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Article
May 1976

Arteriovenous Malformation of the Vein of Galen: Treatment in a Neonate

Author Affiliations

From the departments of pediatrics (Drs Watson and Brann) and neurosurgery (Dr Smith), University of Mississippi School of Medicine, Jackson.

Am J Dis Child. 1976;130(5):520-525. doi:10.1001/archpedi.1976.02120060066013
Abstract

• Heart failure in a 2-day-old infant was not readily explained by clinical examination. Cardiac catheterization suggested an intracranial arteriovenous (AV) fistula, and cerebral arteriography showed a malformation of the vein of Galen. The major feeding arteries were surgically obliterated. At age 27 months, the boy has normal mentation but moderate left hemiparesis. Review of the literature disclosed 39 other infants with AV malformations of the vein of Galen producing heart failure before age 3 months. Most of them were boys, and had cyanosis, a systolic murmur, cranial bruit, cardiomegaly, and right ventricular hypertrophy. Only three of the 13 who had surgery for their malformation survived. Removal of the malformation is difficult; obliteration of the nutrient vessels, using the operating microscope, is the currently accepted treatment.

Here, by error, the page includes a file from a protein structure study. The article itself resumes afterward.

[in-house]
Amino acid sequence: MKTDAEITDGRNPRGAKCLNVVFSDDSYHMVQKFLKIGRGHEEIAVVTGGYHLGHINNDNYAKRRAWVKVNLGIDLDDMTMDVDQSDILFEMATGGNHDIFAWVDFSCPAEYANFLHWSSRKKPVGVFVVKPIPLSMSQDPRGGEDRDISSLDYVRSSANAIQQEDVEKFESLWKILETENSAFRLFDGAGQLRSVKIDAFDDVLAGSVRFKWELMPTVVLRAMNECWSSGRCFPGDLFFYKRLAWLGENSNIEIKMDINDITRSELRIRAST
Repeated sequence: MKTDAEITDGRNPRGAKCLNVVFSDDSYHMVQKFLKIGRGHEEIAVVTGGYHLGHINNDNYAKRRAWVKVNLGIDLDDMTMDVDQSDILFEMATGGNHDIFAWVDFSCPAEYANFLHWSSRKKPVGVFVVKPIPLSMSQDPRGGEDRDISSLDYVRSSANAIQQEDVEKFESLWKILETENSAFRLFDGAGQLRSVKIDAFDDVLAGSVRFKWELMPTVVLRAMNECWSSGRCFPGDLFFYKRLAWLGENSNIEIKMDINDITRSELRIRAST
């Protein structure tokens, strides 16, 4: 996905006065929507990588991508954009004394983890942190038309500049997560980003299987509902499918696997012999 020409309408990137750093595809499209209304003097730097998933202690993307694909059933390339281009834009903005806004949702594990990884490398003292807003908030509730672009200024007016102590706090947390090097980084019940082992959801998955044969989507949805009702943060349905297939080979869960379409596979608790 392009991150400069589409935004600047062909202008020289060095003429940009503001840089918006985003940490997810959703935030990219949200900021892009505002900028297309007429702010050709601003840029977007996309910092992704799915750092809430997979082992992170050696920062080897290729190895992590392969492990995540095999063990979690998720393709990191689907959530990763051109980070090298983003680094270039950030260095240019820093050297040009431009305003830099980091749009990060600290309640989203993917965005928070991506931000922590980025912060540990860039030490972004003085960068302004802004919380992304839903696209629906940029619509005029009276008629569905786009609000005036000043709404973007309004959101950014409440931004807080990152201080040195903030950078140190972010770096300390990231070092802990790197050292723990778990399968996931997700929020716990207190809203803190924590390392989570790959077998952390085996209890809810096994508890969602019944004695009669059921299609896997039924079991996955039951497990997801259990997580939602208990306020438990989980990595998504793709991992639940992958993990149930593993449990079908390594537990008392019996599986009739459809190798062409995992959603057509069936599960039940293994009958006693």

(Am J Dis Child 130:520-525, 1976)

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